Take the 2-minute tour ×
Stack Overflow is a question and answer site for professional and enthusiast programmers. It's 100% free, no registration required.

Why I get no identifier for declarator .... ?

mixin are useless in this case but that is a minimal example of my problem.

tlvar is type of TL so i do not see where is the problem.

Code also on dpaste, same error with dmd or ldc.

Thanks for your help

import std.stdio;
import std.typecons;

struct Data{
    int x;
    int y;
}

template getcode(T)
{
    mixin(`
          alias TL = Tuple!(
                            int,"x",
                            int,"y"
                           );
          `);
    TL tl;
    mixin(`
          tl.x = 10;
          tl.y = 5;
          `);
}

void main()
{

    getcode!Data;
    writeln( tl.x );
}
share|improve this question

1 Answer 1

up vote 1 down vote accepted

Your problem is that templates can only contain declarations, not statements or expressions. This is the offending code:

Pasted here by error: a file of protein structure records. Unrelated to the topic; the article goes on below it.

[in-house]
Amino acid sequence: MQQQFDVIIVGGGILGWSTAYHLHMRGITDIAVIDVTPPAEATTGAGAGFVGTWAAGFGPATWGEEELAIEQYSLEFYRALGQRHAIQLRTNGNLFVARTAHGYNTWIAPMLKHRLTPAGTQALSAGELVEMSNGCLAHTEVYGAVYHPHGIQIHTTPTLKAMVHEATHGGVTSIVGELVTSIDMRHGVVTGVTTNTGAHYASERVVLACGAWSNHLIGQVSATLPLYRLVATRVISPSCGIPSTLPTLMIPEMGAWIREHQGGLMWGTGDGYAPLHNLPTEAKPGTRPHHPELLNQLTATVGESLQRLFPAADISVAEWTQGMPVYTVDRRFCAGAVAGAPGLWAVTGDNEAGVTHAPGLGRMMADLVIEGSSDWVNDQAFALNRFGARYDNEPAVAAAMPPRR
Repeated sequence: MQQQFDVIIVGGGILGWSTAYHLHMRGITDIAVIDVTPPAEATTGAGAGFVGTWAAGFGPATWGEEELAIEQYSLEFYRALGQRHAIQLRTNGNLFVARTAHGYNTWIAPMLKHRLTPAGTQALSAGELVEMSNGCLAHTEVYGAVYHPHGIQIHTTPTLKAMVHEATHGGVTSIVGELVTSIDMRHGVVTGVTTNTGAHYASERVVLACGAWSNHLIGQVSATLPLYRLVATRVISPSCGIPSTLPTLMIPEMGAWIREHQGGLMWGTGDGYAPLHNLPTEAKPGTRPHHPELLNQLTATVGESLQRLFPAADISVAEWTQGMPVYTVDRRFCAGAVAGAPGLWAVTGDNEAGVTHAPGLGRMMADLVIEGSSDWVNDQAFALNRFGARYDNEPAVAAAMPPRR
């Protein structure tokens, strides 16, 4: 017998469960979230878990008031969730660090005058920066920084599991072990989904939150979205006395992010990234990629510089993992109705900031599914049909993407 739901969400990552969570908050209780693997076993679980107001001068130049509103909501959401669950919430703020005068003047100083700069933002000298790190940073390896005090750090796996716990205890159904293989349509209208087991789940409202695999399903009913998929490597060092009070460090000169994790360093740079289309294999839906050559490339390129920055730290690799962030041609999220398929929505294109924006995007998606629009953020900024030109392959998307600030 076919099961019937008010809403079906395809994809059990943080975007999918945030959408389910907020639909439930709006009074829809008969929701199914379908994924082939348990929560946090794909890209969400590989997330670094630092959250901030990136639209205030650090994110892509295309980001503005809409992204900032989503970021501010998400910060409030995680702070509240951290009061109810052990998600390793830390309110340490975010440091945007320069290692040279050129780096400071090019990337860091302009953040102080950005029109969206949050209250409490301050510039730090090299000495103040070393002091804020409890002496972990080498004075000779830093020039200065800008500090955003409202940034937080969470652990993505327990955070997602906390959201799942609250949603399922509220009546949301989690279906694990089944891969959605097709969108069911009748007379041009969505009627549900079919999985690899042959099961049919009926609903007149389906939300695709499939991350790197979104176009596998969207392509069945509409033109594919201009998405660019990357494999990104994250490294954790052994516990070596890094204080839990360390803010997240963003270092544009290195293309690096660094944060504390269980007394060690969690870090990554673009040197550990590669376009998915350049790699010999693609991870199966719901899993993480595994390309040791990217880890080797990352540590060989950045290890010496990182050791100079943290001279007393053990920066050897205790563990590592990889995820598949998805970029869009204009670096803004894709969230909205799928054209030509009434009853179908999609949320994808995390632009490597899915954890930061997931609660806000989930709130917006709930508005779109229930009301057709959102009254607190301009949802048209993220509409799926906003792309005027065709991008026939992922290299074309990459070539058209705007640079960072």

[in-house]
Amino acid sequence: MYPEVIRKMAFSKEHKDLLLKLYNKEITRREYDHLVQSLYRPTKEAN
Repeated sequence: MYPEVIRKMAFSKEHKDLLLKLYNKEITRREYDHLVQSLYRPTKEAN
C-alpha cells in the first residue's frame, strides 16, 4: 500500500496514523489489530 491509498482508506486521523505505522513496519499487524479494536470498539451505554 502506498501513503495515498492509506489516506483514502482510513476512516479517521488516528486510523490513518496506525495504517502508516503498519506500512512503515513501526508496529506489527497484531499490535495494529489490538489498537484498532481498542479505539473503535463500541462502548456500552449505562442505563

mixin(`
      tl.x = 10;
      tl.y = 5;
      `);

These are assignments, not declarations. This is why you get the weird error message "Error: no identifier for declarator tl.x". The compiler thinks you are trying to make a declaration of a variable, and it can't find the type "tl.x"... or something like that. The solution is to set the value of the tuple inline, like so:

template getcode(T)
{
    mixin(`alias TL = Tuple!(int, "x", int, "y");`);
    TL tl = TL(10, 5);
}

Or, to better match your original code:

template getcode(T)
{
    mixin(`alias TL = Tuple!(int, "x", int, "y");`);
    TL tl = mixin(`TL(10, 5)`);
}

There is now another problem. In main, where you instantiate the template, you will get the error "Error: getcode!(Data) has no effect". This is because a template instantiation on its own is not a declaration. You have to either alias it to a symbol, or mix it in using a mixin statement.

Aliasing it to a symbol will allow you to access the declarations inside the template through that symbol, and mixing it in puts the template's declarations into the scope it's instantiated in. I would recommend the first option, as it's more hygenic. You shouldn't use mixin unless you absolutely have to.

void main()
{
    //Error: getcode!(Data) has no effect
    //getcode!Data;

    //Ok
    //mixin getcode!Data;
    //writeln( tl.x );

    //Ok
    alias Code = getcode!Data;
    writeln( Code.tl.x );
}

You can see my corrected version of your code here:

http://dpaste.dzfl.pl/f6152a35bfc8

share|improve this answer

Your Answer

 
discard

By posting your answer, you agree to the privacy policy and terms of service.

Not the answer you're looking for? Browse other questions tagged or ask your own question.